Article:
HONG KONG (AFP) – Powered by fear, anger and big tech’s algorithms, the QAnon conspiracy movement has exploded from the United States (US) political fringe into the global mainstream during the pandemic.
Its influence can be seen at anti-lockdown and anti-mask rallies from Los Angeles, to London, Berlin and Melbourne – with protesters warning, without evidence, that the pandemic is a conspiracy by people who control the world. Experts said QAnon has grown sharply during the pandemic because it acted as a binding force – mixing its core tenet with long-running conspiracy theories about vaccines and 5G mobile technology, anti-Semitic and white supremacist tropes.
“In some ways, the pandemic has created the perfect storm for conspiracy theories like QAnon to grow,” Mackenzie Hart, a disinformation researcher at the London-based ISD think tank, told AFP.
“Not only are people stuck inside and spending more time online, but people are scared. When people are scared, conspiracy theories provide easy answers.”
ISD’s analysis of QAnon-related posts on major social media platforms showed explosive growth between March and June this year – nearly 175 per cent on Facebook, 77.1 per cent on Instagram, and 63.7 per cent on Twitter. This rise happened as coronavirus infections were spiking around the world, forcing governments to tighten social distancing rules and impose lockdowns of varying intensity.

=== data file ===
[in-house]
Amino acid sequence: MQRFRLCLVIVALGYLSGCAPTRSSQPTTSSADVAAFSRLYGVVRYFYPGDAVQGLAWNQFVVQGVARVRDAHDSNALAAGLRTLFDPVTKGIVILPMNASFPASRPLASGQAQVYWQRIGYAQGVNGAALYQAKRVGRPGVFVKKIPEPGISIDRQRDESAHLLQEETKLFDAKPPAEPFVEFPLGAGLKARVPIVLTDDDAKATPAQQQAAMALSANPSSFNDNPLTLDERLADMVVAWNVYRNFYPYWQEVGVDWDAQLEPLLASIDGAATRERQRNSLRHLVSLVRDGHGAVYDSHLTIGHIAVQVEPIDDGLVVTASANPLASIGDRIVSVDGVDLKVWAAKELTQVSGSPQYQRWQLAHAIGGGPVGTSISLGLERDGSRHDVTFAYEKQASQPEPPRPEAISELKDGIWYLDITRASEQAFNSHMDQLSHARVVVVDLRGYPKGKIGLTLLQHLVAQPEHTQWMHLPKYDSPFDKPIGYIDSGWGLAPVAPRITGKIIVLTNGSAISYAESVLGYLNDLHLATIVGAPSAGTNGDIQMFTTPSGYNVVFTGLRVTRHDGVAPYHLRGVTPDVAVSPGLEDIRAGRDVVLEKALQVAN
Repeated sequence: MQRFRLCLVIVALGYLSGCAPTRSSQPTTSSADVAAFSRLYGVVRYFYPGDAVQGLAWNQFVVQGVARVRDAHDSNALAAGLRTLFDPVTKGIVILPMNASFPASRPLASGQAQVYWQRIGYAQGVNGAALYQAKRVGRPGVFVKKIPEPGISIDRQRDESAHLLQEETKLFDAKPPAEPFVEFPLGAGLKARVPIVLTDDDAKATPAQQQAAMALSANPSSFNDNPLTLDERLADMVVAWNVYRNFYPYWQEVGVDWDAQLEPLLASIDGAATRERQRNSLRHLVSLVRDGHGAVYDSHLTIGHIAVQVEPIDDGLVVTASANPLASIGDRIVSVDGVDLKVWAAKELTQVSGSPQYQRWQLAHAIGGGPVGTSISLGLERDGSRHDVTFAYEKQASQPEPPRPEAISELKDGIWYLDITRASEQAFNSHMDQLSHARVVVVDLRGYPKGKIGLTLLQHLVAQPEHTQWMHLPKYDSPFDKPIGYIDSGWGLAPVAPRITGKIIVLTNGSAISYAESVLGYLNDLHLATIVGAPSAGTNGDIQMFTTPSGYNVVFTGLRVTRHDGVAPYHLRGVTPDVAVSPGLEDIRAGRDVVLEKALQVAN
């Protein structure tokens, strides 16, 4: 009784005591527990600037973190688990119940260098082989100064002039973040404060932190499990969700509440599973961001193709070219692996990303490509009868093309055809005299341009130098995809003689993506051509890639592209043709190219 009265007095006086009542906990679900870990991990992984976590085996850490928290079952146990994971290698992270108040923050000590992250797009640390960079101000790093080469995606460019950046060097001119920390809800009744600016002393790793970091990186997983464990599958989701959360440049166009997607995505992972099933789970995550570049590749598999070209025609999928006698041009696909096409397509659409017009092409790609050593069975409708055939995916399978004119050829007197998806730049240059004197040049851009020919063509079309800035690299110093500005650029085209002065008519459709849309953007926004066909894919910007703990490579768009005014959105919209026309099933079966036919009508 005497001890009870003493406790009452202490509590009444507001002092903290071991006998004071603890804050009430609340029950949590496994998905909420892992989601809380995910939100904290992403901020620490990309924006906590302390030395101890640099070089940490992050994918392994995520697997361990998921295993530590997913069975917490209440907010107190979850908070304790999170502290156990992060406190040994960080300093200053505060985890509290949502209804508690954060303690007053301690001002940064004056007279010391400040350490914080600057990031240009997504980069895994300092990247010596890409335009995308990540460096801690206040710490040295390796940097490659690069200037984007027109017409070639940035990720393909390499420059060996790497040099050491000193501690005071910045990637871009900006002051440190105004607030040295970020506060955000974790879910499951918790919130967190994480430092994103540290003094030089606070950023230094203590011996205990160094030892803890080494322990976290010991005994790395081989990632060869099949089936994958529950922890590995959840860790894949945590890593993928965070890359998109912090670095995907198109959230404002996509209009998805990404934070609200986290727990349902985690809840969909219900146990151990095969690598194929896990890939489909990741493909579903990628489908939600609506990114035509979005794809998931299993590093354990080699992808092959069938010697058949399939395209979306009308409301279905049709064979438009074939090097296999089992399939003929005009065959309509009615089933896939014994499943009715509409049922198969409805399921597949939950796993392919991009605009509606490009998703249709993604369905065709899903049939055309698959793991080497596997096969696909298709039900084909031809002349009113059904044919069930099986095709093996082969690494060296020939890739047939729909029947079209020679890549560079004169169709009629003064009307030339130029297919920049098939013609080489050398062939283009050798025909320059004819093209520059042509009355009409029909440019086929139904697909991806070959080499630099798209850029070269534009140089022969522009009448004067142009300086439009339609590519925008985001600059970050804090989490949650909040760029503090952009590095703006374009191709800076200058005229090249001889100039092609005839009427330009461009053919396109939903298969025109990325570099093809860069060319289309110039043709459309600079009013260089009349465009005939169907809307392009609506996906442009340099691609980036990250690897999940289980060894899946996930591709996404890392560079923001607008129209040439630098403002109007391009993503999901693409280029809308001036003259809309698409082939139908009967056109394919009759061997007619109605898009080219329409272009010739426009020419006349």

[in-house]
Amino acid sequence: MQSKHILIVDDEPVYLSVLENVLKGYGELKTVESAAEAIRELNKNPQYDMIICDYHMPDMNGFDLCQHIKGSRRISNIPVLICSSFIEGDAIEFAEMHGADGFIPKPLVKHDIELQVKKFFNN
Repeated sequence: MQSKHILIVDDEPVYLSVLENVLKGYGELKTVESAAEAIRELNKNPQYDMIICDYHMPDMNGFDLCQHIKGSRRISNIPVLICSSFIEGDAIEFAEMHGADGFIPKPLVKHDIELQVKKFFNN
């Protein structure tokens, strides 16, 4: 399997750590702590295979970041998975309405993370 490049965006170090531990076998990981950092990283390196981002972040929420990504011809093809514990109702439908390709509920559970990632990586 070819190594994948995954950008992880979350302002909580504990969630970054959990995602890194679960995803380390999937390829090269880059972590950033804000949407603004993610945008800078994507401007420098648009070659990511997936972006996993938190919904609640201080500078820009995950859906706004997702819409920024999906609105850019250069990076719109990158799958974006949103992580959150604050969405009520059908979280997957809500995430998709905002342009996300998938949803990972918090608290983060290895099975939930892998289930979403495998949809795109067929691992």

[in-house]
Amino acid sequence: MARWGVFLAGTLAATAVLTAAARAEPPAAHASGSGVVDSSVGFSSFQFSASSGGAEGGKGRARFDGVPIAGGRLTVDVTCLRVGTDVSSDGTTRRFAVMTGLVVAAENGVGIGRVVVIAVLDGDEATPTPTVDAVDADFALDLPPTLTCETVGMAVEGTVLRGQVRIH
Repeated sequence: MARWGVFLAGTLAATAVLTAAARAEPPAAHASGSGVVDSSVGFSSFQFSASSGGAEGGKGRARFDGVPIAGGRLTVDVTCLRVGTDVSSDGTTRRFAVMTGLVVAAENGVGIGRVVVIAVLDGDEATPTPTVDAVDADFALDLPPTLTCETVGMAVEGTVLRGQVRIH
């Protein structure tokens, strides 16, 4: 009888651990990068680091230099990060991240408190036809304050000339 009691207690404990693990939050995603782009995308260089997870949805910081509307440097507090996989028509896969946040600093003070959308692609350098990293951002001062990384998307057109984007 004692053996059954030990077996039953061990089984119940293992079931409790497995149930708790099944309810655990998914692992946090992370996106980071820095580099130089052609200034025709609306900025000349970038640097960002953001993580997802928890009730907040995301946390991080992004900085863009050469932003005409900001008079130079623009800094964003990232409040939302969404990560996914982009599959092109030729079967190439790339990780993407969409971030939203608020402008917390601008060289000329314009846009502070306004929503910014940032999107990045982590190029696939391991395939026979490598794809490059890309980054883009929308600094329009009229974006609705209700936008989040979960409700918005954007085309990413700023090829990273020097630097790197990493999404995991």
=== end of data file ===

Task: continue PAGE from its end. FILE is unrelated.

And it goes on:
While QAnon content has remained most dominant in the US, researchers have found related social media content originating from around 70 countries.
Many QAnon followers believe the coronavirus is a conspiracy to take away people’s liberties and control them using 5G and vaccines. Some have branded it a ‘Plandemic’, accusing prominent figures such as Bill Gates, Hillary Clinton and even Tom Hanks of involvement. Its adherents have offered no credible evidence for any of it. Social media giants, who had been grappling with QAnon in the US well before the pandemic, have now been forced to take even stronger measures as it has mushroomed into an international issue. Their actions include tweaks to the recommendation algorithms that helped boost such content in the first place, according to tech analysts.
Experts warned that QAnon could cause serious damage to the fight against the pandemic by undermining confidence in an immunisation campaign. “What we’re seeing is a globalisation of the anti-vaccine movement, the anti-science movement,” said Peter Hotez, a vaccine scientist at the Baylor School of Medicine. “That would be a threat to public health.”